I remember (or imagine) something that happened in D.C. in the 1990s, but I can’t find confirmation of it anywhere. Nobody I know remembers it. As I remember things, a large number of downtown parking meters had their heads stolen. I remember looking up some block downtown and seeing a long line of pipes with no meter heads.
Can you verify that I am not hallucinating these memories?
— Tony Magliero,
Ah, the legend of the Headless Parking Meter. It’s one of Washington Irving’s lesser-known works, but it still manages to strike fear into the hearts of city officials. After all, parking is a nice little moneymaker. When parking meters don’t work, the money slows down.
And that’s what was happening in Washington in the mid-1990s. In the first six months of 1996, more than 800 parking meters were vandalized, their heads smashed off with baseball bats or sledgehammers, police surmised. By March 1997, the total was 3,000 meters, out of the city’s 16,000. D.C. officials estimated that broken or vandalized meters were costing the District $500,000 a month in lost revenue.
The vandalism followed the introduction of new, more stringent ticketing appeal procedures. Was this civil disobedience? Or was it, as police suggested, commuters hoping to park all day free of charge at a broken meter or homeless people looking for cash? (A meter could hold $40 in quarters.)
It turned out to be the work of organized crime, or as organized as it takes to swing a sledgehammer.
“This is a citywide problem, and up to date, we have made 26 arrests,” 1st District police Cmdr. Alfred Broadbent told my colleague Hamil Harris in 1997. “We have identified several groups of individuals who are working in concert throughout the entire downtown area.”
People in the police department said the leader of the ring had been arrested twice.
Parking meters from Capitol Hill to Adams Morgan were harvested by the gang. On some blocks, every meter was missing. Some 200 of them turned up in a vacant lot behind a storefront in Northeast Washington — a sad collection of meter heads and meter trunks. Their plundered remains looked like the empty shells left after an oyster fest or a multitude of shattered metal piñatas.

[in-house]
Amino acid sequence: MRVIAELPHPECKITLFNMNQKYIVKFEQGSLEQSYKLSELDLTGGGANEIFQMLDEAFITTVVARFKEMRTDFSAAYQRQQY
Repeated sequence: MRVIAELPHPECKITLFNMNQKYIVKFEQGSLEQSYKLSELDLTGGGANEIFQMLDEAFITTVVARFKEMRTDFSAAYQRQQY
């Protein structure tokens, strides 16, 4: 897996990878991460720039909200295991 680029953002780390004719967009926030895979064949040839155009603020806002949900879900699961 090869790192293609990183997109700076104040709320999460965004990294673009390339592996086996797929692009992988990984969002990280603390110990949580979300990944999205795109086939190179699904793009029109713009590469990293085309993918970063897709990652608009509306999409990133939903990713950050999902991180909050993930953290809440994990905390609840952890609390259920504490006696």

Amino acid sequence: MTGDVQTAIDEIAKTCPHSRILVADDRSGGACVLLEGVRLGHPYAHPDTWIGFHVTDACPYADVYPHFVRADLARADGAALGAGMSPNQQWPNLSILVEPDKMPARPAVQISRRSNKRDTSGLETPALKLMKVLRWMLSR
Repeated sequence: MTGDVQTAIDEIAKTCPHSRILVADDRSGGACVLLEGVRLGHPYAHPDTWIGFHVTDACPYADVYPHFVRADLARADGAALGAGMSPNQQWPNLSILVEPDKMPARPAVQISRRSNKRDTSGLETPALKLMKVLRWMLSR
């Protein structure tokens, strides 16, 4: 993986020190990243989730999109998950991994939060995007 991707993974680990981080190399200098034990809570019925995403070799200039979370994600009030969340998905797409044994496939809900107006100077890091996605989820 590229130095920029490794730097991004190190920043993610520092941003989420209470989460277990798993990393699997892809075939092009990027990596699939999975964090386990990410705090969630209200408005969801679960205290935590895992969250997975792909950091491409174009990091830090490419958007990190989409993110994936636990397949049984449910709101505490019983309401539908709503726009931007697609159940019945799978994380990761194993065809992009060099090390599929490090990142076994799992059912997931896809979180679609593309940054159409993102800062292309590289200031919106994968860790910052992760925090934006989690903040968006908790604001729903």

“I can hear them banging on the meters with the crowbars at night, and then the next day, you see the meters in the back yard,” said Ozzie Turner, who owned a dry-cleaning business next door to the lot at 406 H St. NE.
The city invested in more robust parking meters designed to withstand abuse, but it was advances in meter technology that really solved the problem.
Twenty years later, Washington has more parking spaces: over 18,000, said Evian Patterson, citywide parking manager at the District’s Department of Transportation. But there are fewer parking meters: only 12,000.
“The industry is moving away from a single-space to a multi-space environment,” Evian said.
A multi-space environment is one where a single meter — one of those green kiosks — covers eight to 10 parking spaces. One advantage to multi-space meters: You can potentially cram more cars in.
A street planted with single meters will accommodate only one vehicle every 20 feet, the size of a standard parking space. But the cars that people drive in cities tend to be smaller than they once were.
“Imagine if you have several smart cars,” Evian said. “You can fit multiple vehicles in a 20-foot space.”
The multi-space kiosks accept credit cards, as do most of the single parking meters. A parking meter that takes credit cards is less desirable to a thief than one full of coins.
“Our worries are just people being compliant and paying the meter,” Evian said. “I haven’t dealt with vandalism in some time.”
Motorists don’t even need to pull out a credit card. They can use their phones to activate the Parkmobile app, which can be linked to their credit cards or PayPal accounts. Evian said the District has the most successful phone-parking program in the country, with close to 55 percent of the city’s revenue coming from people paying by phone.
No matter how you pay — coin or credit card — it all adds up. Evian said that last year, revenue from the city’s parking meters totaled $40 million.
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For previous columns, visit washingtonpost.com/johnkelly.